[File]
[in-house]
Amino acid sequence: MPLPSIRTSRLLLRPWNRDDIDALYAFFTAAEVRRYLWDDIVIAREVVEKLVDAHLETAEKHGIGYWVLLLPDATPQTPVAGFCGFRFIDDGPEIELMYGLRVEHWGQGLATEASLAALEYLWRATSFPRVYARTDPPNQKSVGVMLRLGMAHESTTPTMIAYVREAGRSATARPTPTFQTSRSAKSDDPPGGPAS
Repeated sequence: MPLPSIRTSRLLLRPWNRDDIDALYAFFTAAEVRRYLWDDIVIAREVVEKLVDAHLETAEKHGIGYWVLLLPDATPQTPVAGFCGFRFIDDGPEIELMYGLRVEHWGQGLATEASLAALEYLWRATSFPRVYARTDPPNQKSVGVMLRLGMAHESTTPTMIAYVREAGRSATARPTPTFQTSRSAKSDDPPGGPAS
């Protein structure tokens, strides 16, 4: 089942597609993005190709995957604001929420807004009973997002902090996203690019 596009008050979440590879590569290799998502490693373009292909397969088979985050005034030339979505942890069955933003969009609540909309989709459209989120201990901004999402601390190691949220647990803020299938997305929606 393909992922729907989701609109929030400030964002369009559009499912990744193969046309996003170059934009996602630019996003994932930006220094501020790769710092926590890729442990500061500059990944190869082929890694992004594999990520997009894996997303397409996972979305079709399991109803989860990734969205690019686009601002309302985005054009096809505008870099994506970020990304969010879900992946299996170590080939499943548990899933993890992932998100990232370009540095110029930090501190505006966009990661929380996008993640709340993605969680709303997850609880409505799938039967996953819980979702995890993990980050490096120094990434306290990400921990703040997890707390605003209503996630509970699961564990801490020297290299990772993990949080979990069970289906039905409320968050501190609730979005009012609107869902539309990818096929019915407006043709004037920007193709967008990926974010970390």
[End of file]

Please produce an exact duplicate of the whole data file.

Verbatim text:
[in-house]
Amino acid sequence: MPLPSIRTSRLLLRPWNRDDIDALYAFFTAAEVRRYLWDDIVIAREVVEKLVDAHLETAEKHGIGYWVLLLPDATPQTPVAGFCGFRFIDDGPEIELMYGLRVEHWGQGLATEASLAALEYLWRATSFPRVYARTDPPNQKSVGVMLRLGMAHESTTPTMIAYVREAGRSATARPTPTFQTSRSAKSDDPPGGPAS
Repeated sequence: MPLPSIRTSRLLLRPWNRDDIDALYAFFTAAEVRRYLWDDIVIAREVVEKLVDAHLETAEKHGIGYWVLLLPDATPQTPVAGFCGFRFIDDGPEIELMYGLRVEHWGQGLATEASLAALEYLWRATSFPRVYARTDPPNQKSVGVMLRLGMAHESTTPTMIAYVREAGRSATARPTPTFQTSRSAKSDDPPGGPAS
């Protein structure tokens, strides 16, 4: 089942597609993005190709995957604001929420807004009973997002902090996203690019 596009008050979440590879590569290799998502490693373009292909397969088979985050005034030339979505942890069955933003969009609540909309989709459209989120201990901004999402601390190691949220647990803020299938997305929606 393909992922729907989701609109929030400030964002369009559009499912990744193969046309996003170059934009996602630019996003994932930006220094501020790769710092926590890729442990500061500059990944190869082929890694992004594999990520997009894996997303397409996972979305079709399991109803989860990734969205690019686009601002309302985005054009096809505008870099994506970020990304969010879900992946299996170590080939499943548990899933993890992932998100990232370009540095110029930090501190505006966009990661929380996008993640709340993605969680709303997850609880409505799938039967996953819980979702995890993990980050490096120094990434306290990400921990703040997890707390605003209503996630509970699961564990801490020297290299990772993990949080979990069970289906039905409320968050501190609730979005009012609107869902539309990818096929019915407006043709004037920007193709967008990926974010970390």